Everybody has troubles. If you don't believe it, then ask any American living in the year 2020.
Most of us are accustomed to having troubles occasionally. Some have more than others. Some people think that "some people" never have a problem. All people on some level have troubles.
An old preacher friend of mine from Florida used to say, "Glenn, on every level, there is a new devil." This is true. The poor have troubles. The rich have troubles. The famous have troubles. People in obscurity have troubles. Today, 2020, in almost every inch of the United States and with every person of the United States, we have universal troubles. You've heard the plea for universal health care? Welcome to universal troubles in America.
Every American in some way is impacted by COVID-19. You have had or have the disease. You know someone. You have heard of someone. Because of COVID-19 you may be unemployed. Your education is impacted. Your sports participation is wrecked at least for the fall and probably winter. Students wonder every day if they will see the inside of a classroom in September or even longer.
Every college town in America is on the brink of financial disaster. Can you imagine what it's going to do to South Bend if Notre Dame doesn't come back to campus? What about Gainesville, Florida; Lexington, Kentucky; Columbia, Missouri, and just name any town that survives on 20,000 college students and families spending money in their town every day. You can add more to the expanded economic misery of this nation.
So far America's Social Security and government retirees financially have been OK because of the security of their checks. This pandemic does not have limitations or boundaries. Our nation continues to print off money that we do not have to keep afloat families, small businesses and state governments. I'm afraid the printer in the federal reserve is going to blow up about when it's time to print off my cash for my Social Security check later next year.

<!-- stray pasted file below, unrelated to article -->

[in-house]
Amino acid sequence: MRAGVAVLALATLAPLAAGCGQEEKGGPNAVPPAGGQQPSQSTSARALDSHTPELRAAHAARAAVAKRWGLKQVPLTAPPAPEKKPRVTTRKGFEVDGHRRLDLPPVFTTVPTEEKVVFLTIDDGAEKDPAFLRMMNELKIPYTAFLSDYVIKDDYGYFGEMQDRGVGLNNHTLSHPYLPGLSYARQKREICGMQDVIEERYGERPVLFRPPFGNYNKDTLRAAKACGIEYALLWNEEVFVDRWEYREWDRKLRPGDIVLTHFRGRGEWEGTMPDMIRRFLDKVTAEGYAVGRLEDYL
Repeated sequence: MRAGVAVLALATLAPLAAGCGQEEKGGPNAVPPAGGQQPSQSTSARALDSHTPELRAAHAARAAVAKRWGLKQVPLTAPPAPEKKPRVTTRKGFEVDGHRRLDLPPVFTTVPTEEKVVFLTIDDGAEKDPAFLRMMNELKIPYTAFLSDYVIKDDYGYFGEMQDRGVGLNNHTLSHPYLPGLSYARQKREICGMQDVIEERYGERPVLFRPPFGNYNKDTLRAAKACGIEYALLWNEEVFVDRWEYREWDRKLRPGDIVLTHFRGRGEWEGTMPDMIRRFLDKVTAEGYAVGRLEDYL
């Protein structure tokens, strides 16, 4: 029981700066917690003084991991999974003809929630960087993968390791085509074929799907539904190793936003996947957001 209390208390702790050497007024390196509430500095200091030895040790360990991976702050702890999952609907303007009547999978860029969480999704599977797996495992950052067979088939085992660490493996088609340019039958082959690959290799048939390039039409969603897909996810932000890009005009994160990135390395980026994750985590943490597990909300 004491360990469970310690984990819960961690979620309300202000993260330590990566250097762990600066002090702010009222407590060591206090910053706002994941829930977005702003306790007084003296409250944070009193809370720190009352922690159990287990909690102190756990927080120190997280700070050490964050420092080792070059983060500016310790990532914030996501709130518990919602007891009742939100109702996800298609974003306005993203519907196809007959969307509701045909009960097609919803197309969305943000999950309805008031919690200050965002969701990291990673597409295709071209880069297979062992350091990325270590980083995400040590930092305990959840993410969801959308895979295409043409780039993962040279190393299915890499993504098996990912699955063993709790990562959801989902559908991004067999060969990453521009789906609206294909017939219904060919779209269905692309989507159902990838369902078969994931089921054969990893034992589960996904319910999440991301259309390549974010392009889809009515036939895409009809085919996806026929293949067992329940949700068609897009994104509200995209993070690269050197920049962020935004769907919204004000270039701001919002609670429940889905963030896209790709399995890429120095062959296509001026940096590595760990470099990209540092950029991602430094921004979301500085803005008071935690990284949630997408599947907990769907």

From tourism, restaurants, small businesses or just having to wear a mask or social distance, we've all to some extent experienced troubles in 2020. We can overcome many troubles in life. Some troubles are life changing. Dying or burying a loved one is forever.
I've had ups and downs, and most of us have. They aren't fun. The pandemic for many of us has been a lifestyle change. A new normal. An inconvenience. We are having to do some things like wash our hands more, wear a mask and be a little distant from people. That's not killing us. It's when we take on the attitude, "I'm an American. I'm going to do what I want to do, when I want to do it and however I feel like doing it," then, that attitude becomes part of our national trouble.
COVID-19 is trouble enough. Americans are all in some way sharing in the troubles of this virus. Please, let's all work together to be part of the solution and not add to our national troubles.
Glenn Mollette is the author of 12 books including Uncommon Sense. His column is published weekly in over 600 publications in all 50 states. Contact him at GMollette@aol.com or learn more at www.glennmollette.com.
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